Don't give into the bad naming scheme that breaks historical naming precedence madness.
    I failed: I forgot to throw in the extra arbitrary letter to differentiate a numerical re-branding of an existing standard (ex.: HDMI 2.0 vs 2.1) from an updated implementation of the standard (2.1a) that supports additional features :D
    Reply
  • edzieba
    InvalidError said:
    When you have to do multi-cable lane bonding of ludicrously expensive interfaces and cables to reach a target data rate over copper wiring, that looks like a sign that high-speed interfaces are long overdue for an optical upgrade.
    Good news then: they're not using cable-bonding.
    Reply
  • Kamen Rider Blade
    InvalidError said:
    I failed: I forgot to throw in the extra arbitrary letter to differentiate a numerical re-branding of an existing standard (ex.: HDMI 2.0 vs 2.1) from an updated implementation of the standard (2.1a) that supports additional features :D
    =::::::::::::::::::(
    Don't add in HDMI's non-sense on top!
    Reply
  • MattD-Kauai
    Does this underwhelm anyone else? I mean what is the actual point of Thunderbolt anymore. The USB 4 2.0 is already going to be the same speed and be available to anyone without having to kiss the Intel posterior for rights.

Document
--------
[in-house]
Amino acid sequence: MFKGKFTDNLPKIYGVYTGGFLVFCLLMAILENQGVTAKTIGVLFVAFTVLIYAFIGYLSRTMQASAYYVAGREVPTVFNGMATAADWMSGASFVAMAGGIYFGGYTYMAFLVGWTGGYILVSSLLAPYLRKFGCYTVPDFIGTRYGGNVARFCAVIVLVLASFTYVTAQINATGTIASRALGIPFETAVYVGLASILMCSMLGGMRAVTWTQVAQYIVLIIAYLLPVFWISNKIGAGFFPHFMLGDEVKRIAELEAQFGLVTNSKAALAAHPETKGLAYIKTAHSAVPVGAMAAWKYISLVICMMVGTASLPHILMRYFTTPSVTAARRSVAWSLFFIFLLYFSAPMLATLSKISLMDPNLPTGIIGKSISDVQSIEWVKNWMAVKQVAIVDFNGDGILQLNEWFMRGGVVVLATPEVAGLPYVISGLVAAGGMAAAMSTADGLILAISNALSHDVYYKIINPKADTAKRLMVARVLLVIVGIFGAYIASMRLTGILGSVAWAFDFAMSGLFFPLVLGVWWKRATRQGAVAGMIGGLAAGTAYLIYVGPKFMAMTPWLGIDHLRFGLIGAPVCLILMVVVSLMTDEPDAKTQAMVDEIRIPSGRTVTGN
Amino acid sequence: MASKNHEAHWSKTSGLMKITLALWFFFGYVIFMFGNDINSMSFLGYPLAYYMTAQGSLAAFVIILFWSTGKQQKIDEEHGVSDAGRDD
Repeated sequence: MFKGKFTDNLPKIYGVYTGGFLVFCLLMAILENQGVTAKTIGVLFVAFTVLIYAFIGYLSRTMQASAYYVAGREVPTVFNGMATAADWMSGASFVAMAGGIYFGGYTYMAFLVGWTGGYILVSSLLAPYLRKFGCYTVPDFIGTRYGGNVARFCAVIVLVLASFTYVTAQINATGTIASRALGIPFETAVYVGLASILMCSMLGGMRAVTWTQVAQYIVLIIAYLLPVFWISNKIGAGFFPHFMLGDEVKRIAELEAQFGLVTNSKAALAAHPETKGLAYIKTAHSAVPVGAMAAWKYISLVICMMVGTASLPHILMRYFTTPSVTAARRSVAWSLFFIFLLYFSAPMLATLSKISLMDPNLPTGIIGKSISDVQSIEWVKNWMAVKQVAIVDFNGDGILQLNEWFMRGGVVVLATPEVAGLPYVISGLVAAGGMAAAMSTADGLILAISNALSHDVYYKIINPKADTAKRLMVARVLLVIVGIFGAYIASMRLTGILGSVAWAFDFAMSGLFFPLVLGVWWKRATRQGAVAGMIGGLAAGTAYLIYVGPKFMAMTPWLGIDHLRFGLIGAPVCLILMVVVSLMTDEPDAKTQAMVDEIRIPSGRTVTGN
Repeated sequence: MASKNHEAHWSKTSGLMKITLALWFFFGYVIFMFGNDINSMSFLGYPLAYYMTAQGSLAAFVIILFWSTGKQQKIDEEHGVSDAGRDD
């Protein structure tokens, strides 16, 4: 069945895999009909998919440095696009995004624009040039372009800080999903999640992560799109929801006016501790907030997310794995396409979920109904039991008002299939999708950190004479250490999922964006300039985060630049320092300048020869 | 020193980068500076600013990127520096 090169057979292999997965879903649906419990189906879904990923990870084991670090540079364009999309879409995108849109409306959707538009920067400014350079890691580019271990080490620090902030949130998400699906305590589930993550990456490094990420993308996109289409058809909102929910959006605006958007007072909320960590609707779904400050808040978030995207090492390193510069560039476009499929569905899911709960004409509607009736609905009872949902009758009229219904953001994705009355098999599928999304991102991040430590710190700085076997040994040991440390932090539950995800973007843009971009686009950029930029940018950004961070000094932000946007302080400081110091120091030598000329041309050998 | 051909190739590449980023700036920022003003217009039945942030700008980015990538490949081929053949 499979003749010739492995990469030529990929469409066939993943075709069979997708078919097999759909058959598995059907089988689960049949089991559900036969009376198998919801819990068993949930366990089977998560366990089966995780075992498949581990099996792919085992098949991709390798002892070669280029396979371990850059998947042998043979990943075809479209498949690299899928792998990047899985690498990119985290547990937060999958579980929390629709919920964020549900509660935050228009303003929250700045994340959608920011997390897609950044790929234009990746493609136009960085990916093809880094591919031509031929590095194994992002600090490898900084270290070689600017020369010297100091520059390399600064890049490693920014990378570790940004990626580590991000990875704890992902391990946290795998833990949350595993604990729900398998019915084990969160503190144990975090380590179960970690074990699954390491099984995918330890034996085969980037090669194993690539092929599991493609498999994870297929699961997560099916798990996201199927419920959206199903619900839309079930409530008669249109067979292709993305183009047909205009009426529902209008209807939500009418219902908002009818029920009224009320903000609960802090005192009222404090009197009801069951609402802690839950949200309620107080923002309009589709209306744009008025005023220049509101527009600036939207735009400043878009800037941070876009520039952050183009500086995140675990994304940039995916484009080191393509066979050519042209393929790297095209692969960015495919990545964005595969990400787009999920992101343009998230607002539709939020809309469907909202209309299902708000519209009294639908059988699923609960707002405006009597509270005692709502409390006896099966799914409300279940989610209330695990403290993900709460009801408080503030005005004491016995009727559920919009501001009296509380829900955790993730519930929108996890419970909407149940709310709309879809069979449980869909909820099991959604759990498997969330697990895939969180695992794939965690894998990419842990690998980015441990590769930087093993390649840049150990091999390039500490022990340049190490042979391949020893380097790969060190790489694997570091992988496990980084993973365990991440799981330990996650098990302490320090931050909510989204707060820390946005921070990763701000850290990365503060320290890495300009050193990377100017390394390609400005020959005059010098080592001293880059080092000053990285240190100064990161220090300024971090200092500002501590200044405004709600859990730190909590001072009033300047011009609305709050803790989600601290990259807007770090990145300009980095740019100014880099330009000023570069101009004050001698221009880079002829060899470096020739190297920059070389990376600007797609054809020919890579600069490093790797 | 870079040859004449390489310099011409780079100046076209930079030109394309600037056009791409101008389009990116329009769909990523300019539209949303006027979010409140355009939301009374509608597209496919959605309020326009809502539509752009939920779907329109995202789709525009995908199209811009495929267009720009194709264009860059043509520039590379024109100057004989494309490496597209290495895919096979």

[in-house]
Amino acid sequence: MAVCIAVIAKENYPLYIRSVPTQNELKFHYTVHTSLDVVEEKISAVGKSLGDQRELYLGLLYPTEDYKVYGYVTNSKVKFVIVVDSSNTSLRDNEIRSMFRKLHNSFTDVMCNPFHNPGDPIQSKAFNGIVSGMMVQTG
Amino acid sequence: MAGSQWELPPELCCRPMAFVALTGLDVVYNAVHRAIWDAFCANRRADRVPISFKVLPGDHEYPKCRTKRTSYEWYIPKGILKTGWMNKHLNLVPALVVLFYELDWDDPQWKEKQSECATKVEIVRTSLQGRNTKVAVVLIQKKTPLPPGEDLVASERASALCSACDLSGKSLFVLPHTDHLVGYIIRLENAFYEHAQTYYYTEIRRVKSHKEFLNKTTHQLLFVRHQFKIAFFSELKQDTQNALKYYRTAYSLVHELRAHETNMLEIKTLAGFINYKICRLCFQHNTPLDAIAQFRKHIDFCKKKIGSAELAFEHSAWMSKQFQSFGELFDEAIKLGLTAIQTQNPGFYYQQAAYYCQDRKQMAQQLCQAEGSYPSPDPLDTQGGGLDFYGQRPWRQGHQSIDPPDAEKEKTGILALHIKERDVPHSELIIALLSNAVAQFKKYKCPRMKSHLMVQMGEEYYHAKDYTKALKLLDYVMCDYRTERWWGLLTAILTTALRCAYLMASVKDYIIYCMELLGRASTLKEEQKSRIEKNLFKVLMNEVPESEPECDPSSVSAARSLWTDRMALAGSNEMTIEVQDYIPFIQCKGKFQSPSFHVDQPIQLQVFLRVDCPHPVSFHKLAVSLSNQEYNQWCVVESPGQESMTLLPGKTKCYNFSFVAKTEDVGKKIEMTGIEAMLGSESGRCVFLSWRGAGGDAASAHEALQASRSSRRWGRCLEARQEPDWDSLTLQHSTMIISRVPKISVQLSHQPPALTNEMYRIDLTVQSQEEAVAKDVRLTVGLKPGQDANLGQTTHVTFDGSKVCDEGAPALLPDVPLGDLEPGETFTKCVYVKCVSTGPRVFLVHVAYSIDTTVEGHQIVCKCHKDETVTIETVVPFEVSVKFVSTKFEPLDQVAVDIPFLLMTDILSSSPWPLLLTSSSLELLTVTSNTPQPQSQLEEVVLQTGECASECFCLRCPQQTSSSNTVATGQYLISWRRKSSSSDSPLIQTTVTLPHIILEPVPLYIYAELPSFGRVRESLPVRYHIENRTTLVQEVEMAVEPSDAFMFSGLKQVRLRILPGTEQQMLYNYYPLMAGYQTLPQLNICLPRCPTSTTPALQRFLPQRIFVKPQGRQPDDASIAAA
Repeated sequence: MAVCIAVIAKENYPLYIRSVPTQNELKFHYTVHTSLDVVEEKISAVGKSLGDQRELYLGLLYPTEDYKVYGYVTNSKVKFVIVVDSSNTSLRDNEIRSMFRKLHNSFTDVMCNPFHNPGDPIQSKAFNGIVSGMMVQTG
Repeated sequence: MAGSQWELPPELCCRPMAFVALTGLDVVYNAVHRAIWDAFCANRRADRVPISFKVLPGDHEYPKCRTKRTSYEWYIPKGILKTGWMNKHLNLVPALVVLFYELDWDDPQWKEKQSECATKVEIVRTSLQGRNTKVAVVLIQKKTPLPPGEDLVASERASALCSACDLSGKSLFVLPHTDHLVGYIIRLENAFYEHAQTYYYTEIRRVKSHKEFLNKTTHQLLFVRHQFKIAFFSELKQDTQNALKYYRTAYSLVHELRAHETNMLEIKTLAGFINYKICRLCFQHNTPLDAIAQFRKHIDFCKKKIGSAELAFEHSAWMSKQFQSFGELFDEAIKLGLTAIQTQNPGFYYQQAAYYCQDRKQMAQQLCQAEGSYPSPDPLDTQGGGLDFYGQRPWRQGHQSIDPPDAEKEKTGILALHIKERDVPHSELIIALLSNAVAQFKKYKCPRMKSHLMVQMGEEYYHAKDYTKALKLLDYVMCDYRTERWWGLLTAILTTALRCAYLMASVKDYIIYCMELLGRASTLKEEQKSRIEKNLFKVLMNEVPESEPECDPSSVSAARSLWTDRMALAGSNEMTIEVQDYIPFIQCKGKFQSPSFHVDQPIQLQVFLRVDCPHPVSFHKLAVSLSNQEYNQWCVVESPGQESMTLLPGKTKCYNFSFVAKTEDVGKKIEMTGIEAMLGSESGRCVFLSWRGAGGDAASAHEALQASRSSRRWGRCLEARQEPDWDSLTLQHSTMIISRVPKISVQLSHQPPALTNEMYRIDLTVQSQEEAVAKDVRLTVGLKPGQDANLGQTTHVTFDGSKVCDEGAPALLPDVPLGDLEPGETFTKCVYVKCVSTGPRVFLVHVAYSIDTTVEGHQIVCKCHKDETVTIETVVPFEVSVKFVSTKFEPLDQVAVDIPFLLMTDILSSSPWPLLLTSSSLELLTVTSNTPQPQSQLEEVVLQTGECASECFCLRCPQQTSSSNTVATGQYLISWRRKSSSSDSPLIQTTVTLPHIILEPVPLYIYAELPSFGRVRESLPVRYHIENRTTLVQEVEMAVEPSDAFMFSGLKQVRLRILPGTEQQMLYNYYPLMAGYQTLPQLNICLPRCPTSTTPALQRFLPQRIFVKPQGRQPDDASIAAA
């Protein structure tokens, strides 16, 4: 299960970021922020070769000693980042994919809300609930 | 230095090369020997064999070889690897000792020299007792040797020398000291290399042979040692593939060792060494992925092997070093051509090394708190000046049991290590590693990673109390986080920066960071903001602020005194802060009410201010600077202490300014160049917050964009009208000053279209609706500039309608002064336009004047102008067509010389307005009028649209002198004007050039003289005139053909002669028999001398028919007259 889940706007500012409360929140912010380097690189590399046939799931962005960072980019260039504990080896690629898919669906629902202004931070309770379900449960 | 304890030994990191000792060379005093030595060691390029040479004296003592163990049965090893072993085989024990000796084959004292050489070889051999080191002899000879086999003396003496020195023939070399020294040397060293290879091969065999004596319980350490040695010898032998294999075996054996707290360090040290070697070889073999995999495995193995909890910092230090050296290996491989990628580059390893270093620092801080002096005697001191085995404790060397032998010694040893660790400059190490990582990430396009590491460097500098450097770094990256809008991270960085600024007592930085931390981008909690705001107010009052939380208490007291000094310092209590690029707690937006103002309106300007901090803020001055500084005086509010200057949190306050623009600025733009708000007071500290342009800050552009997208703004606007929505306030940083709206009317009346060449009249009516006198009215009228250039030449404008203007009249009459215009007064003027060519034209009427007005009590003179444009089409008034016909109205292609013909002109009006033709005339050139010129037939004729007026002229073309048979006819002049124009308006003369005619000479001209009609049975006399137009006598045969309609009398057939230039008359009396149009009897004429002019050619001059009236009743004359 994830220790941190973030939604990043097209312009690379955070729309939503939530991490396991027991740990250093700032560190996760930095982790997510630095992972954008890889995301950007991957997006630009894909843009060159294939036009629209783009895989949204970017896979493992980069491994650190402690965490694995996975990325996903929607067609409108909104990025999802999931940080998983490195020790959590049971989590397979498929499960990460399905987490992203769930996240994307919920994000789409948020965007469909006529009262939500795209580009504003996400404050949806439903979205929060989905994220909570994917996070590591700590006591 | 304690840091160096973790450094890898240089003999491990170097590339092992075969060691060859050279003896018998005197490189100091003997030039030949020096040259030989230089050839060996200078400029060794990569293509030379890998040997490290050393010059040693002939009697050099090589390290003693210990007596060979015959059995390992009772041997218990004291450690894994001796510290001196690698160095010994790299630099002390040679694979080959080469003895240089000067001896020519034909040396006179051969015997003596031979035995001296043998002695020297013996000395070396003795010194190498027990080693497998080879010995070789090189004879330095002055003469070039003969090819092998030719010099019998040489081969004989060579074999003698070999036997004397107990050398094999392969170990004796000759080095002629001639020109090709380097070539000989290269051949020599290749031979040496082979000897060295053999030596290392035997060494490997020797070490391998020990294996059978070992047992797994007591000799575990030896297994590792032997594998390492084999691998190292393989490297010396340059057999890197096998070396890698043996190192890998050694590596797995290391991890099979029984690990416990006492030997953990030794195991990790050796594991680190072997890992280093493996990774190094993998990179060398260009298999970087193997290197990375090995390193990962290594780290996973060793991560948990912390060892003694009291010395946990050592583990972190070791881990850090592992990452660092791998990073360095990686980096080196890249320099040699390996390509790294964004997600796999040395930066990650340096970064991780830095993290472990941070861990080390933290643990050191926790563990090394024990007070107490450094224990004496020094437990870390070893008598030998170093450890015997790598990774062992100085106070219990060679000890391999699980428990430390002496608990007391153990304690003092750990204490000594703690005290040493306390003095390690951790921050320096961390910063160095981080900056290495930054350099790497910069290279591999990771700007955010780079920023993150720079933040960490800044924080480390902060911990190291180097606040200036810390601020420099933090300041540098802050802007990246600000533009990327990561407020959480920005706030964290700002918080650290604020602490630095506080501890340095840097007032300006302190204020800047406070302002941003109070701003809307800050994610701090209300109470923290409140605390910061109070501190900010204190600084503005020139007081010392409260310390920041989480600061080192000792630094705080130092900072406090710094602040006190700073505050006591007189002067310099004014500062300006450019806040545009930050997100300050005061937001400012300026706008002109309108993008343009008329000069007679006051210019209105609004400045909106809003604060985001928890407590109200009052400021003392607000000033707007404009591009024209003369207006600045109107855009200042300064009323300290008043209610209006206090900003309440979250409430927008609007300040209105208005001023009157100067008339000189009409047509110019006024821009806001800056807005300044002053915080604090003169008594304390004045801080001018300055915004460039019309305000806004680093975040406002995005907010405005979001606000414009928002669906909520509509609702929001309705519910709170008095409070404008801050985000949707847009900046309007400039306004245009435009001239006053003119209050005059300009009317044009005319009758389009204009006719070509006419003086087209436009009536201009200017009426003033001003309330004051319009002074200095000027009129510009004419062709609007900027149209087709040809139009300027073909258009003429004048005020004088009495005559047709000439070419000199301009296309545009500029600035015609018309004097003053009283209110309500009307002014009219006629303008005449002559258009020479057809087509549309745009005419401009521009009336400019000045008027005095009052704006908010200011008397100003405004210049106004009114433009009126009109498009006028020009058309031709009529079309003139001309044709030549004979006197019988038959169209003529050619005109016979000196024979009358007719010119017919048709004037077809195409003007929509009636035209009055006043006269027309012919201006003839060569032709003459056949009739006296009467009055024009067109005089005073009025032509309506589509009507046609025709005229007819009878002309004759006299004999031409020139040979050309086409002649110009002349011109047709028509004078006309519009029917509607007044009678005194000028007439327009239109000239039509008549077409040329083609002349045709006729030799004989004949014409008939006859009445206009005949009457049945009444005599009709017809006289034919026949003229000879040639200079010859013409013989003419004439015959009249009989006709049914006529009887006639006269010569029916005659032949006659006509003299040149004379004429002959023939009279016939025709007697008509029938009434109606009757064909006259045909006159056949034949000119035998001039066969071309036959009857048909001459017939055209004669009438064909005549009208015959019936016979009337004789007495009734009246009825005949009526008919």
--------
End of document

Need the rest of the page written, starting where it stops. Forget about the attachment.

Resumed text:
I would think most motherboard MFGs would just implement the USB config across all brands of CPUs. So is Intel just wasting R&D money to stay relevant in this interface?
    Reply
  • InvalidError
    MattD-Kauai said:
    The USB 4 2.0 is already going to be the same speed and be available to anyone without having to kiss the Intel posterior for rights.
    Thunderbolt has been license-free for a few years already and some AMD X570 motherboards have TB3.

    MattD-Kauai said:
    The USB 4 2.0 is already going to be the same speed and be available to anyone without having to kiss the Intel posterior for rights.
    While USB may be good enough for most everyday use, Thunderbolt is basically external PCIe with much lower overhead than USB, which is kind of important for high-performance stuff like external GPUs.

    IMO, Thunderbolt is what we should have had with type-C instead of USB3.
    Reply